Tuesday, October 21, 2008

Convention Recap, Part 2: "Damn, damn DAMN!!!""

That title is a bit deceiving. Nothing bad really happened, but...let me explain...

The morning went as hoped. I got up, got prepped, and got Courtney moving just fine. We got to Aunt Val's about 7:45am, and was greeted at the door by my sleepy-eyed sister. She popped on the TV miniseries of Alice in Wonderland and my sister and daughter plopped on the couch for the next few hours. meanwhile I hit I-94 to head to Battle Creek.

Usually a 2-hour drive, I had heard that construction had completely screwed up the route (Hooray for MDOT, yet again). Thankfully, being early Saturday morning, traffic volumes were light, and I didn't have to hit the brakes very often. I made it to McCamly Plaza Hotel to meet up with my chorus in plenty of time. I run into the building straight to registration, then hit the bathroom and put on my stage make-up. As I head to our initial warm-up room, I'm greeted to a flood of my fellow VERY greateful Gentlemen Songsters exiting to walk to the contest site, 2 blocks away. I meet up with myquartetemates, Lou and Dave, and we walk to Kellogg Auditorium.

As we walk, I'm regaled with tales of the previous night's quartet prelims. Apparently, a less than stellar assortment. Last year when we competed, the field was chock-full of top-notch quartets, some of who soundly whipped our collective butt. This year, the bar was much lower. I would find out later how much so.

We arrive at the warm-up room at the auditorium and I'm greeted to a greatly relieved director. He relayed that one of our miniscule gaggle of tenors called out sick. We were down to 3 tenors in a chorus of about 40. Being in the front row and having a greater lung capacity than most of the septagenarians in the chorus, I add more than my fair share of sound to the section and was direly needed. It's nice to feel apreciated!

We went out and did a very good rendition of our contest set ("Who's Sorry Now" and "Sing Me That Song Again"). Not our best, but far from our worst. We rehearse in a church basement with a concrete ceilings. It's a lot easier to ring and balance there when you can hear everything mushed together. From there, Lou and I headed back to the hotel to change into our "civies" and grab some lunch at the local pub - one of the few establishments open in Battle Creek on a Saturday (I swear I could see tumbleweeds rolling down the street).

Much of the afternoon was spent playing on my computer in the lobby of the hotel, as I hadn't connected with my roommates for the evening yet (Paul & Rob from Chodiology). I grabbed new copies of the Polecat and Yuletide Favorites songbooks at the Barbershop Shop, as mine seem to have disappeared over the years. I managed to resisting the temptations of coffee mugs, CDs, and a variety of other musical kitsch. I was able to fit in a few tags with some other loiterers in the lobby. The favorite of the day seemed to be "The Shadow Of Your Smile, which I had recently recorded for my quartet clients in Nevada. Here's a not-so-shining example:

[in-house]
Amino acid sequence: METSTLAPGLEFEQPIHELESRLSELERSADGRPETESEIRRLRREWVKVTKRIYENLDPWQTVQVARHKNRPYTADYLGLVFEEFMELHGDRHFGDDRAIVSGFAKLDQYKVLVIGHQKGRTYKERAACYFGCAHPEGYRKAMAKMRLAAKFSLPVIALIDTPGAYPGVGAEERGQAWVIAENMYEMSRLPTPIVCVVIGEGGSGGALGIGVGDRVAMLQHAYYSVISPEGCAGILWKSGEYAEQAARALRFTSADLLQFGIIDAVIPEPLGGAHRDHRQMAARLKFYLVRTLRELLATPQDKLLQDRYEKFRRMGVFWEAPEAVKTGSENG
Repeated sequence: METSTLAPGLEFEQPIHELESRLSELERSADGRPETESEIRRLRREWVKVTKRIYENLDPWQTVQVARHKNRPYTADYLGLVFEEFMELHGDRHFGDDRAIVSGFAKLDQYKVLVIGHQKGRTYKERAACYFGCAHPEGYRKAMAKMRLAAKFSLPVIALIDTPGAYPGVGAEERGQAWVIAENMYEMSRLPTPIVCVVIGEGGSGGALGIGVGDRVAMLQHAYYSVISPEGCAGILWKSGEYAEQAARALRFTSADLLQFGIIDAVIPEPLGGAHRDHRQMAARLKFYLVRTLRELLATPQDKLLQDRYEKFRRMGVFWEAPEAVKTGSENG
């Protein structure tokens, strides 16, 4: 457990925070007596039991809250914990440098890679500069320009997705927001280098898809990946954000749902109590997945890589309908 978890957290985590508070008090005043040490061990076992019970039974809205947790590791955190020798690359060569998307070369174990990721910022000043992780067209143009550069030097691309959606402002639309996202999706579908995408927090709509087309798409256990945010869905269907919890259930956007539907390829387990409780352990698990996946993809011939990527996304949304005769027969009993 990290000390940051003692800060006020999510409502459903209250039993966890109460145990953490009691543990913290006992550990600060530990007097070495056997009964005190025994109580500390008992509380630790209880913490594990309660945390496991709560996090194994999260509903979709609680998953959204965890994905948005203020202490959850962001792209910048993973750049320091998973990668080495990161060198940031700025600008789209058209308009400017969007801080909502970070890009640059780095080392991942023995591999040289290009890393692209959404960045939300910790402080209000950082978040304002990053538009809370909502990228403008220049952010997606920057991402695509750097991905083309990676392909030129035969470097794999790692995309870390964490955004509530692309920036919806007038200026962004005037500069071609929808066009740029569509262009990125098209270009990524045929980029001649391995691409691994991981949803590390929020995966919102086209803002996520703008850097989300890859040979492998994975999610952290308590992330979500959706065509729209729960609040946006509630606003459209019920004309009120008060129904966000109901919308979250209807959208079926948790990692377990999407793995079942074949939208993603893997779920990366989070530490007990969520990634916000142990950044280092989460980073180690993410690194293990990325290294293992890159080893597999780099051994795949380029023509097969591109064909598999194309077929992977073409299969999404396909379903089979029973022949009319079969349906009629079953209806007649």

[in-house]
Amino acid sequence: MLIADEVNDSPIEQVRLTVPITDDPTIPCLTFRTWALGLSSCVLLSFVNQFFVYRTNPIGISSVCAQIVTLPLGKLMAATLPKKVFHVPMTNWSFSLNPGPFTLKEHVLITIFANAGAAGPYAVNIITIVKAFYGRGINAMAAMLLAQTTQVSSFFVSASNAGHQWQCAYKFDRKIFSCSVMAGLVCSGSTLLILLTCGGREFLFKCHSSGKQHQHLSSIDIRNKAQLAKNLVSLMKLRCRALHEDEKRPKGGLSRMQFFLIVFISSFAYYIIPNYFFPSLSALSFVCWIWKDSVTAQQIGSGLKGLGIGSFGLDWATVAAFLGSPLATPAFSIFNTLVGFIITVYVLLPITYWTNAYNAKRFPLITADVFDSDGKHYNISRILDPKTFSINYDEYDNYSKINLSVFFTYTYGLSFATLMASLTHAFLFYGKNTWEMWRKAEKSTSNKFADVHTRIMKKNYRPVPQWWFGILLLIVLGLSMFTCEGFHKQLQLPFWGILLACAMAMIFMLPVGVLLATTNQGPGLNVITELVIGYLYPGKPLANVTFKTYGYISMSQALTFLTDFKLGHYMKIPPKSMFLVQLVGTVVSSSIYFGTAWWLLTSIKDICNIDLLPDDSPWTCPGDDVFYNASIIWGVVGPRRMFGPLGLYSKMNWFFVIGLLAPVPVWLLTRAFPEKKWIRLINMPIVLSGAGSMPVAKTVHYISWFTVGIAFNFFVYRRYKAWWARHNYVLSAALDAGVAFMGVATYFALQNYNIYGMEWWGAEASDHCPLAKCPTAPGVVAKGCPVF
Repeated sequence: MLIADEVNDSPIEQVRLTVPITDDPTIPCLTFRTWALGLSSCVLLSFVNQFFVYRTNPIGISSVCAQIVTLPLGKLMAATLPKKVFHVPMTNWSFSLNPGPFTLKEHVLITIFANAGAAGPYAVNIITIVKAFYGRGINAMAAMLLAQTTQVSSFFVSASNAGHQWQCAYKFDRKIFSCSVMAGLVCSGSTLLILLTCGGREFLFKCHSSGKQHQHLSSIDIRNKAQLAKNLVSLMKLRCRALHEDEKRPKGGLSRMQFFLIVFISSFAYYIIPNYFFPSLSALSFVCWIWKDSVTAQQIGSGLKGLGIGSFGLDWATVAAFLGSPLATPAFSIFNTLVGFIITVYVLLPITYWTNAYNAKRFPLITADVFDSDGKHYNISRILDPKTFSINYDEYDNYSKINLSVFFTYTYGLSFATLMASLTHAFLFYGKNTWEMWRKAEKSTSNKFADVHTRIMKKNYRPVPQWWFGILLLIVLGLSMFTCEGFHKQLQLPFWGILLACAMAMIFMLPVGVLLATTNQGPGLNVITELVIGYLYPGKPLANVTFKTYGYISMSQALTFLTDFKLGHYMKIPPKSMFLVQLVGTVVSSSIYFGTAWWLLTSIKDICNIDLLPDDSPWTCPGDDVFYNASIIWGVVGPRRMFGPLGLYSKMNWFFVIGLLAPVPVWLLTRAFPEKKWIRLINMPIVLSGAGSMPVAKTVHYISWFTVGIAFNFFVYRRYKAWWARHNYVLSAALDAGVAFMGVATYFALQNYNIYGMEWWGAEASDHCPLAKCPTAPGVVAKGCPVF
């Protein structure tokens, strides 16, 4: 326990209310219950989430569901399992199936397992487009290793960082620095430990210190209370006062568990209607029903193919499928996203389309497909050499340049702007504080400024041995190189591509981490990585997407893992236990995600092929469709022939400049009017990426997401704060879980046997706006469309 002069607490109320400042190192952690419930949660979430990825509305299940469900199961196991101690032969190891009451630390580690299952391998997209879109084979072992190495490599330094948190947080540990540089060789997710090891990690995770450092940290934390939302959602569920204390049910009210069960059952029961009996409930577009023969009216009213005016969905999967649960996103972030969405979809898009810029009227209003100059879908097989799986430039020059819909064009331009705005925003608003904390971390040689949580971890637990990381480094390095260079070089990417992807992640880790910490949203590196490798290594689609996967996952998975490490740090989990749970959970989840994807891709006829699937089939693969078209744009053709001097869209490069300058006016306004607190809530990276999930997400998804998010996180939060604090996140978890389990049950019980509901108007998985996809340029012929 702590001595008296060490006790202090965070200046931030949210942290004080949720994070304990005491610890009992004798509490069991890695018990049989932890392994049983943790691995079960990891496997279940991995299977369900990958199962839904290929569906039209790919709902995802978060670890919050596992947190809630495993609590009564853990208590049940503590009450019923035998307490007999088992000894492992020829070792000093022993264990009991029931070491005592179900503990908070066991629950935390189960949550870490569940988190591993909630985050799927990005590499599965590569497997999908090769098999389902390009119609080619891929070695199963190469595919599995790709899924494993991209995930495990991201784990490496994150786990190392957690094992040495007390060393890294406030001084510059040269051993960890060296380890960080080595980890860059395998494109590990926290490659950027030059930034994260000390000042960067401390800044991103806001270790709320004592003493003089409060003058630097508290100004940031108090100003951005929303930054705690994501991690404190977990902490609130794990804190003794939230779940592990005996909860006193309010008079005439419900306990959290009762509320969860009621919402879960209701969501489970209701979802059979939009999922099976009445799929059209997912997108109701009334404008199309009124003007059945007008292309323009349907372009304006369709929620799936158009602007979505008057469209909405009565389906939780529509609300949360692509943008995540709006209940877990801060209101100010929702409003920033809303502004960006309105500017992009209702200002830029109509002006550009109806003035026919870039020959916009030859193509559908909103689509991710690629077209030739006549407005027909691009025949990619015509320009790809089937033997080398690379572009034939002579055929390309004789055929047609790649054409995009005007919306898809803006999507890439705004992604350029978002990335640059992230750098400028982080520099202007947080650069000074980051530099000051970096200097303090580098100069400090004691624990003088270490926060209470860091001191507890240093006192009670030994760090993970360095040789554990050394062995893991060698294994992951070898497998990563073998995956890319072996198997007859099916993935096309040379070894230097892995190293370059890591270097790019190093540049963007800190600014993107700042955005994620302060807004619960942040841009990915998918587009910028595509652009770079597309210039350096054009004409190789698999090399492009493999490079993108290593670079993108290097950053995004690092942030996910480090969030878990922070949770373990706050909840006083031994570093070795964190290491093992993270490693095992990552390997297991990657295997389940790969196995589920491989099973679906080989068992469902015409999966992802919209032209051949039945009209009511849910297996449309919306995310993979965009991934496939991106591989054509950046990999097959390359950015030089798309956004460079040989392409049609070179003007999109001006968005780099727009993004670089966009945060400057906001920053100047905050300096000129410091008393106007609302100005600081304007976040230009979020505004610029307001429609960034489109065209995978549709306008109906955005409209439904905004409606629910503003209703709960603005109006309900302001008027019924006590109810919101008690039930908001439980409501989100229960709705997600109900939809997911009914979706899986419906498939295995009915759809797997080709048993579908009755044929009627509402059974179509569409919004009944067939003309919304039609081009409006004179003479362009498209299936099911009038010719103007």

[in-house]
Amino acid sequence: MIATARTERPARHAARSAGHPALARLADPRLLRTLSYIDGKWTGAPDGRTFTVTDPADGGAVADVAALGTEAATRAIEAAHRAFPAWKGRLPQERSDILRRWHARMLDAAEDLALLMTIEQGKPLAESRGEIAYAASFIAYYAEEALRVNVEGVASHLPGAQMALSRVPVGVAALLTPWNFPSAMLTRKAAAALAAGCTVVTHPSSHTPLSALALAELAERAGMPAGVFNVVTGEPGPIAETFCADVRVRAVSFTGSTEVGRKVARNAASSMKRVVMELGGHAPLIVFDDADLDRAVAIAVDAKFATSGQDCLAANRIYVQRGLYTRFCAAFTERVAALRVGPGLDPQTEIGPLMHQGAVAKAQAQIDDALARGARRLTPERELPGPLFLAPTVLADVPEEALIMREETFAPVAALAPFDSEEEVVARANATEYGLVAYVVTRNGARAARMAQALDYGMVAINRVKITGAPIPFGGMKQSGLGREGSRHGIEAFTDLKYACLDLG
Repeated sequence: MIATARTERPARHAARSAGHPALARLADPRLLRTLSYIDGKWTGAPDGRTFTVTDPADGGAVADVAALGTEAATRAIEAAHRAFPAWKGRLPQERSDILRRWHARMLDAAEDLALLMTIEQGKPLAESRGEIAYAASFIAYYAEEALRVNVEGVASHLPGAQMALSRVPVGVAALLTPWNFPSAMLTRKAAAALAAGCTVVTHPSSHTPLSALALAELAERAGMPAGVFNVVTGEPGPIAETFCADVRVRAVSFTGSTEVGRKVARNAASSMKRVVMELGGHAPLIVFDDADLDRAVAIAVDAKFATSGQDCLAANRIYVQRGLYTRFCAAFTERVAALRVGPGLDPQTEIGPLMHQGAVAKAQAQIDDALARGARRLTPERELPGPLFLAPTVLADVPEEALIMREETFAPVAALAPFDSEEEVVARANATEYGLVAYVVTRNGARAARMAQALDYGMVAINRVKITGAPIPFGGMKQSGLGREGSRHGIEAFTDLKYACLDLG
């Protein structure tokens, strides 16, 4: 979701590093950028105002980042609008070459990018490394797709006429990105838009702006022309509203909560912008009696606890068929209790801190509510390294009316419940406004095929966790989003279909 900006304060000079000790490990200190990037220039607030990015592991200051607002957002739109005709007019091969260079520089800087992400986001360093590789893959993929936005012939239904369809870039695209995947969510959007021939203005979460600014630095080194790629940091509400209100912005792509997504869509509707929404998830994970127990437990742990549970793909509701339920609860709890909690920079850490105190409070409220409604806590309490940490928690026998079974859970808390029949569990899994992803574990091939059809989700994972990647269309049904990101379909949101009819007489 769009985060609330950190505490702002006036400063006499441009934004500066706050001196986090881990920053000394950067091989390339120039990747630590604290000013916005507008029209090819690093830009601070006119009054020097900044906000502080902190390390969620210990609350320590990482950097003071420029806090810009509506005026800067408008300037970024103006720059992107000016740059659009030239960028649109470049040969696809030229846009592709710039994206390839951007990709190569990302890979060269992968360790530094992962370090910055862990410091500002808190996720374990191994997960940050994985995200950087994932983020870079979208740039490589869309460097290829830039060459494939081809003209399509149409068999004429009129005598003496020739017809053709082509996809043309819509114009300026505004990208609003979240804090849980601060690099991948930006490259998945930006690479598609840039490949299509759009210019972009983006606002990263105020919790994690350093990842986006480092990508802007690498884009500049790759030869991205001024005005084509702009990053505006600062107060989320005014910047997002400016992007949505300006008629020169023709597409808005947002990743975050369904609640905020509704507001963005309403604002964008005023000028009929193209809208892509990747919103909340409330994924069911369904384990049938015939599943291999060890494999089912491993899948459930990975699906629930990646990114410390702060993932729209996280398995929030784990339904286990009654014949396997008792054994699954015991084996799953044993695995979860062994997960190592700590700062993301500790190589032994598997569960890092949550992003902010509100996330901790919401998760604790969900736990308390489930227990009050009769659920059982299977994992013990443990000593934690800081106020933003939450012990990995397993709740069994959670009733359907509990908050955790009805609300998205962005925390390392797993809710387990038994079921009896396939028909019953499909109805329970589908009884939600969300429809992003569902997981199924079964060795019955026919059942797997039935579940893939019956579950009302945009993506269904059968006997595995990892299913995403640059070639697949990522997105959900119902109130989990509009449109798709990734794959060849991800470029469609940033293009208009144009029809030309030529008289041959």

Then it was time to watch the quartet finals. I met up with a kid from the Grand Rapids Chapter, Pat, and we head up, talking geek stuff. For once, I actually arrived in time for the entire finals show. Last year, my quartet, Coda Honor, barely missed making mic testers for the finals show. A disappointment, but not a bad showing for our first contest, scoring just shy of a 60. This year, we decided not to compete, as our bass was in Galveston for a month helping with disaster relief and we didn't have time to prep our contest set. However, as I watched quartet after quartet strut their stuff for the appreciative audience this year, a single though kept occurring to me: "We're better than that".

Now, don't get me wrong. Every quartet up there deserved to be there and were quite good, but with all of the progress Coda Honor has made over the past year, we could have easily made 4th.
Well, maybe not easily. Having the last month to practice would have helped. Nevertheless, it was frustrating to watch these quartets up there and not be waiting in the wings to do our set. Hence the title of the blog.

I was supposed to meet with the chair of the Lansing Chapter's search committee to discuss the open position of director there. I didn't hold a lot of hope for getting the position, but figured I had enough qualifications to justify applying. I sent him a text and voicemail, letting him know where I'd be, and spent much of the first hour after the show in the lobby, hoping he'd spot me (I told him to look out for my shoes - they're kinda hard to miss). After an hour or so of playing on my laptop and chatting with friends, I made the rounds of the hospitality rooms and tagging in the hallways and lobby. Apparently, I also spent the evening narrowly missing aforementioned committee chair. Once again, damnd, damn, damn!

When things began to wind down, I met up with my roommates and headed to the room. I open the door and find the district's resident Doo-Wop quartet, Full Throttle, in the room chatting and drinking heavily. We all spent the next hour or so in the room munching on junk food, drinking, and spitballing riffs that Paul came up with. One groove was particularly catchy, and Paul had Barry (the exhuberant and 'fluffy' lead from Full Throttle) riff some melodies. He started filling in whatever songs would fit, then began singing the text of the hotel welcome card. It was a blast.

Oh, MEGAkudos, Barry, in the impending baby Barry on the way (hence his celebratory mood)!

Once the rest of his quartet practically carried a VERY innebriated Barry back to his room (no easy task, even for 3 guys), Rob Paul & I hit the hay as conversation about life and family trailed off to snores.

Oh, the chorus made 3rd. Not to shabby!

An awesome, if slighly frustrating weekend.

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